So the truth we have learned to embrace is the humor even in mental illness. Finding good in this evil is our way of telling Satan to go to hell and stay there.

So either I completely suck at trying to kill myself, or God has a much greater purpose for my pain. It may be both. But either way, I refuse to live my life allowing Satan to win. 

So yesterday. Yesterday, I began having suicidal thoughts. I felt defeated. “Son of a bitch,” I thought. “They’re back. They were gone and now they’re back. Will this ever end? Will this ever go away completely? It had been so long since I felt this defeated. I had hope this would never happen. Now that hope is gone. I need to be gone. I need to end this. My family doesn’t deserve this.”

More lies.

So now came the hard part. For a few hours, I said nothing. I was quiet, empty. I had no hope. And then it happened, the first of God’s attempts to snap me back to His reality. My wife looked at me and said, “You’re quiet today. Are you okay?”

Before I would ignore it. I would have said I’m okay and I would have gone on to fight this beast within myself alone. I’m strong enough, right?

Wrong.

I made a choice. “I’m quiet because I haven’t been feeling well.”

“Suicidal thoughts?” She questioned.

I made another choice. “Yes.”

Did the suicidal thoughts immediately stop? No. But now I didn’t have to fight them alone. We’ve been through this before. Bailey knows what to ask. Did I have a plan for my death? No. Were the thoughts overwhelming or fleeting? Fleeting. Did I feel like there was any hope? No. Did I feel like I had been locked in a battle? Yes.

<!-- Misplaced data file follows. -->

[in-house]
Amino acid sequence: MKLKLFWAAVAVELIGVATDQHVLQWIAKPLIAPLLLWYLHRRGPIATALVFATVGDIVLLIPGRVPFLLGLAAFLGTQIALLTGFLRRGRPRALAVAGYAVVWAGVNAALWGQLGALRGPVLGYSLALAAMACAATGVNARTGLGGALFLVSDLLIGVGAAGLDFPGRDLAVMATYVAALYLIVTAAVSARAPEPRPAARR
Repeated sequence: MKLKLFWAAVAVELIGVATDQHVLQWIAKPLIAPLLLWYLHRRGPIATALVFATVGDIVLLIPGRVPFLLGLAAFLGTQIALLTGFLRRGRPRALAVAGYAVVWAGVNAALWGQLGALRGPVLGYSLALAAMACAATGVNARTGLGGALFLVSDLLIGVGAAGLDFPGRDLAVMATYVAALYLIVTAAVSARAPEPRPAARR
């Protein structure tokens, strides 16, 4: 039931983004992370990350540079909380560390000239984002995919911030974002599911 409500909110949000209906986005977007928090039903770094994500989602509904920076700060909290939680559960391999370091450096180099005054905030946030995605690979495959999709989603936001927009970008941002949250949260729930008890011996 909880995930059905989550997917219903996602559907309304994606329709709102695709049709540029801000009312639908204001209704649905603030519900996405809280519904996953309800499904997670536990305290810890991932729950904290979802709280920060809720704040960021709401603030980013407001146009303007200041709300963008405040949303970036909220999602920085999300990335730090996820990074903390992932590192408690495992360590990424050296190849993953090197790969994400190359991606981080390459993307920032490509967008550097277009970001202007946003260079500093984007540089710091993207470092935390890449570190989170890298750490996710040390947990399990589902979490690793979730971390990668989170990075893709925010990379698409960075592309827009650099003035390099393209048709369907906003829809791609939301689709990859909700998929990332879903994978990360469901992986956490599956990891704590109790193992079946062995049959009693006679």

Who was going to win this battle this time? God.

When we went to bed together last night, we prayed as we always do. But our prayers this time did not center around fix me, make me better. Don’t get me wrong, we pray for that too. But I had just worked my way through a battle between good and evil in my own brain, and I did it with much greater success than I ever have. Now, our prayers center around allowing God to use us to help you. “Use this pain for Your good, Father. Help us reach others through our experiences and give them hope.”

I have information others need to know. I have a plan for defeating this demon of depression that lives inside so many. I can help those suffering from suicidal thoughts to understand there is hope, and you can win. How can I do this? Because I live this reality and I know life is worth living. I know God is here with us.